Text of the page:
Extra excessive climate situations for California as a collection of atmospheric stream occasions proceed
California has been hit with heavy snowfall, damaging winds and flooding this week – and now another round of storms will hit the west coast this weekend.
“A relentless parade of Pacific cyclones will bring more flooding rain and mountain snow to the West Coast, with a focus on Northern California,” the Weather Prediction Center said Saturday.
Several storms will hit the west coast in the next few days. The concern isn’t just for rain, snow and wind, but there won’t be a big pause between events for the water to recede or for the cleanup to complete.
“We expect an even stronger storm to hit the state Sunday night through Tuesday than what we’ll see early weekend,” said Matt Solum, meteorologist at the National Weather Service’s western region headquarters. “We encourage everyone to take the time over the weekend to make any necessary preparations for the next storm.”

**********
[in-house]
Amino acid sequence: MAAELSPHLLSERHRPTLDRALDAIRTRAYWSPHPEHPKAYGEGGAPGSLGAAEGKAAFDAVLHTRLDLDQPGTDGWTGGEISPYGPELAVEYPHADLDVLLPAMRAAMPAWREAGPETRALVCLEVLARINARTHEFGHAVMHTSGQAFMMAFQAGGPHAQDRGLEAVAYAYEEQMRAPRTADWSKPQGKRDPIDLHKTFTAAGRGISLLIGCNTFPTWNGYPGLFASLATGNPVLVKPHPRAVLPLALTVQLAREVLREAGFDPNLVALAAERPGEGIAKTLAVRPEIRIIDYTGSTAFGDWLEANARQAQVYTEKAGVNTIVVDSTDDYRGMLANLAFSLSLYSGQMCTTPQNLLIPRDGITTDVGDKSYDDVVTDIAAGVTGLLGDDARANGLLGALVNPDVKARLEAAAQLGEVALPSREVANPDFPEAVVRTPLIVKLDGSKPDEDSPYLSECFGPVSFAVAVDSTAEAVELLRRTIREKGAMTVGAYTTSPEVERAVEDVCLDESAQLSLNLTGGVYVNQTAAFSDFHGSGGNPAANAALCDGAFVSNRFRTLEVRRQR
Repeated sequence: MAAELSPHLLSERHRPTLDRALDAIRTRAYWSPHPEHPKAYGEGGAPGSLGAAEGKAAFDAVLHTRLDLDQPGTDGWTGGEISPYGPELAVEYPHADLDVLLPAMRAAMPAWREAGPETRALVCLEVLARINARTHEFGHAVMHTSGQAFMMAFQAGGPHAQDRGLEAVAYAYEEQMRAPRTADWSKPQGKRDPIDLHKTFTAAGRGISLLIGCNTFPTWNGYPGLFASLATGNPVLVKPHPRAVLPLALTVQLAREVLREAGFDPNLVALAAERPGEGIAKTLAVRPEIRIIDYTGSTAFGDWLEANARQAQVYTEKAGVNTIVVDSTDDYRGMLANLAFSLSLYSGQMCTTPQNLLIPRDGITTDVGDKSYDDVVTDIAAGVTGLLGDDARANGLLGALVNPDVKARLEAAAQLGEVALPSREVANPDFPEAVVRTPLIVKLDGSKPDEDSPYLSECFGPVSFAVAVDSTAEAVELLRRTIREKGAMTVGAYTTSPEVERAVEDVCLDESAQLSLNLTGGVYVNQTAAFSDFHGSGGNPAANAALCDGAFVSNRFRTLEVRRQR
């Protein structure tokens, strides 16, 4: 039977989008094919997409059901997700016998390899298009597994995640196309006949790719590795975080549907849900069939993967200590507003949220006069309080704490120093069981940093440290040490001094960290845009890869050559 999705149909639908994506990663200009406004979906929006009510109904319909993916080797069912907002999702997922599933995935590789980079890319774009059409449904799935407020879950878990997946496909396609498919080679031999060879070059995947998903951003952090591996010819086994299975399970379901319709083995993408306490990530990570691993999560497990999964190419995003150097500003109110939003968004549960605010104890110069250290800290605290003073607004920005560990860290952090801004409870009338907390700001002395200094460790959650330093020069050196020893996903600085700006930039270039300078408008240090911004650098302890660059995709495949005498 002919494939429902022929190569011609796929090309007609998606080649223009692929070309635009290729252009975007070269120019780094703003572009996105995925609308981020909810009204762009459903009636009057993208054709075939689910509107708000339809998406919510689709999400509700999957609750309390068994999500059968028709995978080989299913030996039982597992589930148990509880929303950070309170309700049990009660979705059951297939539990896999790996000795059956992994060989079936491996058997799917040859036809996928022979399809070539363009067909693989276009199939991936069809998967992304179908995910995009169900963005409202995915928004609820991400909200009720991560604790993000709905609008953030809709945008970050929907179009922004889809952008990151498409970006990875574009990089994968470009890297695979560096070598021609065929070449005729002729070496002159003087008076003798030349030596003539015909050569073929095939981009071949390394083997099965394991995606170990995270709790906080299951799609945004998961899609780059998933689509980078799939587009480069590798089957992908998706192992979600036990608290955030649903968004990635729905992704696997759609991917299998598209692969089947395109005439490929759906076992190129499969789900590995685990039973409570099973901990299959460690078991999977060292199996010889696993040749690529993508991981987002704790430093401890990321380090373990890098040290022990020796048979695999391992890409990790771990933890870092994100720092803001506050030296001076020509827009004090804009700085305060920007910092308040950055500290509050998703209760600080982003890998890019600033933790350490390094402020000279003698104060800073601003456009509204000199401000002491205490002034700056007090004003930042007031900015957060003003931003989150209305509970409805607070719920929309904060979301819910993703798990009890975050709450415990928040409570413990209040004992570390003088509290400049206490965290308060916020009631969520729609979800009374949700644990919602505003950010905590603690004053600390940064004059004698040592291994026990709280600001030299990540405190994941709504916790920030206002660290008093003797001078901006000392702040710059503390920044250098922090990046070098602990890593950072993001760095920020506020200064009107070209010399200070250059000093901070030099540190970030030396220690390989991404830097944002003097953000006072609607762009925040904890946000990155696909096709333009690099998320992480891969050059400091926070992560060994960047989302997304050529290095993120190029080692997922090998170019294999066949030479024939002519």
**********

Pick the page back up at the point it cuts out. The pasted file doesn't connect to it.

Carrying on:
☔ Several winter storms will continue until next week. Widespread moderate rain returns this weekend, followed by a stronger storm Monday through Tuesday, bringing ongoing flooding concerns.
More storms are possible for the rest of next week. Plan ahead now! #CAwx pic.twitter.com/Cgw1hO3ysz
— NWS Sacramento (@NWSSacramento) January 6, 2023
The next storms follow a powerful cyclone that flooded streets, downed trees and knocked out power in almost all of California. Previously, a New Year’s weekend storm had also caused flooding.
This weekend, the main concerns for coastal communities will be widespread flooding, gusty winds and dangerous beach and sea conditions. There will be heavy snow and strong winds at the higher elevations, resulting in near-white conditions for all those out on the roads.
FOLLOW THE STORMS HERE >>>>
Winds are forecast at around 40-50mph in the valleys and up to 70mph in the mountains, lower than the storm earlier this week but still nothing to shake.
“Although these winds will not be of the magnitude of the previous/stronger system, it really won’t take much to knock down trees given saturated conditions and weakened trees from the last event,” the San Francisco Weather Service said on Friday.